Give the Chinese women's national team credit. If it does well at next year's world championship, which is being played in Harbin, China, it can credit this season's long training trip to Canada for the success; if the team does not fare so well, it at least can't be accused of not trying its best.
The entire team is spending a large part of the 2007-08 season in Alberta, playing boys teams and other women's teams from the WWHL (Western Women's Hockey League). Indeed, six Chinese players have also joined WWHL teams for the season, and the Calgary Oval X-Treme, a premier team in the WWHL, is acting as hosts to the Chinese women, offering facilities, ice time, and competition in the hopes of improving the skill level of the Chinese players.
The X-Treme is a veritable mini-Team Canada, featuring players such as Hayley Wickenheiser, Kelly Bechard, Gina Kingsbury, Carla MacLeod, Gillian Ferrari, and Colleen Sostorics, all multiple gold-medalists in IIHF competition. Furthermore, two forwards - Wang Linuo and goalie Yao Shi - are with the X-Treme for the season. Two other Chinese players have joined the Edmonton Chimos (Rui Sun and Bai Wei Yu) and Strathmore Rockies (Fengling Jin and Xue Ting Qi).
There are scarcely a couple of hundred women players in the nation of 1.3 billion people, leaving the team with few chances to gain experience within their own borders. As a result, they have taken a page from Canada's playbook. Leading up to the 2006 Olympic Winter Games, coach Melody Davidson had her women's team play nearly 50 games against senior boys' teams to prepare the Canadian women for the run to the gold medal.
But for the first time, the Chinese are being pro-active in their program on such a large scale, an important step in developing the World Women's Championship which needs more than an annual Canada-United States final to grow an audience outside North America. China has often been a comfortable second-tier nation, playing well against the Finns and Swedes, and they have had three fine showings over the years. At the World Women's Championship in 1994 and 1997 they finished fourth, their highest placing, and they also finished fourth at the 1998 Olympics in Nagano, Japan.
Certainly, there is a direct relationship between the country's hosting the World Women's Championship for the first time and this extra push to improve. The IIHF had originally awarded the WWC in 2003 to China, but that year's event was cancelled because of the SARS disease. This time, there is nothing but positive emotions building for Harbin in a year that Beijing will also host the world at the 2008 Summer Olympics.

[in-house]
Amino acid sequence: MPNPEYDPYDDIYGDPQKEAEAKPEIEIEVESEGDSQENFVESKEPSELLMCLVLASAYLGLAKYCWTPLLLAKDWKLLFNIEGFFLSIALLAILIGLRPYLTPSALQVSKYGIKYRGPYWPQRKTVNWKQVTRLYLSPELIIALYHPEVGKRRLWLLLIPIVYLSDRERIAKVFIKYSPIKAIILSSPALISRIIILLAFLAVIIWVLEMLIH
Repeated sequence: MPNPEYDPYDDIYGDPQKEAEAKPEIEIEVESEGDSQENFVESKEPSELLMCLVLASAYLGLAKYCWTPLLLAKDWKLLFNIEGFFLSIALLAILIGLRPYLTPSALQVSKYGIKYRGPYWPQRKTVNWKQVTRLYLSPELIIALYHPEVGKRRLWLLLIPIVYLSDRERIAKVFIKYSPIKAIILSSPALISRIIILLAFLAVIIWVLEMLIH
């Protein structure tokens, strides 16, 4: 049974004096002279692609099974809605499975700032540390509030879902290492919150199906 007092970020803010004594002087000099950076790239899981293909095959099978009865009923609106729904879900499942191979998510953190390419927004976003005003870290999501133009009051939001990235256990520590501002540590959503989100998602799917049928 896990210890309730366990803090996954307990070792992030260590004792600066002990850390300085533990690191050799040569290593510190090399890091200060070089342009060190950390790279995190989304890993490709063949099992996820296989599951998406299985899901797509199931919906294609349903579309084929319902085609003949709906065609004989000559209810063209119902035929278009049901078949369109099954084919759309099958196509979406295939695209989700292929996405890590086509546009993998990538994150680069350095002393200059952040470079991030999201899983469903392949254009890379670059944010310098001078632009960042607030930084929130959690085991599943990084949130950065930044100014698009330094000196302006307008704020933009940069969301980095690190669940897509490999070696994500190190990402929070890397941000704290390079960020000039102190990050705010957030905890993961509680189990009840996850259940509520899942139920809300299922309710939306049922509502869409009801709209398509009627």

Another part of the Chinese attempts to improve the team has been the hiring of Canadian Steve Carlyle as coach. Previously, the Chinese used only countrymen for the job between 1992 and 2002, but the coaches have had as little experience in world-class coaching as the players at playing. In 2004, China hired Czech Jan Votrbuba, and a year later Canadian Paul Strople (who had also previously coached women's hockey in Iceland), but 6th and 7th place results, respectively, left few encouraging signs.
Carlyle played professionally in the early 1970s, notably with the Alberta/Edmonton Oilers in the earliest days of the World Hockey Association (WHA). He was later an assistant coach with the X-Treme, a connection which influenced the Chinese decision to train with the WWHL. Ultimately, while he hopes to improve the team's performance at home for the 2008 WWC, Carlyle sees this as a larger stepping-stone to the 2010 Olympics in Vancouver. Given that the team failed to qualify for Turin 2006, he has a large job ahead of him, but training with and against many of Canada's best players can only help.
- Although the National Women's Hockey League (NWHL) suspended operations for this season, women's hockey is alive and well in Ontario and Quebec thanks to the efforts of several players, notably goalie Sami Jo Small and forward Jennifer Botterill. There are seven teams for 2007-08 in what is now called the CWHL (Canadian Women's Hockey League). For more information, visit www.cwhl.ca.
- There is still no resolution to the legal dispute marring the presentation by Adrienne Clarkson of the Clarkson Cup to Hockey Canada. It was the former governor-general's intention to donate a trophy bearing her name (in much the same way Lord Stanley had in 1893) which would unify all leagues and teams across Canada, giving everyone a single trophy to compete for, but since creating the commissioned cup, the artists have since demanded further compensation for public use of the trophy.
- Retired Team Canada captain Cassie Campbell has a new book out called "H.E.A.R.T.". In October 2007 she was inducted into Canada's Sports Hall of Fame, the first female hockey player so honoured.
- Cammi Granato, meanwhile, became the first woman to be awarded the Lester Patrick Trophy, given annually to those who have made a significant contribution to hockey in the United States.
- The Chinese women are not the only players going elsewhere for experience. Four Finns - Emma Laaksonen, Karolina Rantamaki, Nora Tallus, and Kati Kovalainen - have moved to Russia and are playing with SKIF Moscow in 2007-08. Three more Swiss - Stefanie Wyss, and the twins Julia and Stefanie Marty - decided to play college hockey, increasing the number of Swiss players in North America to seven.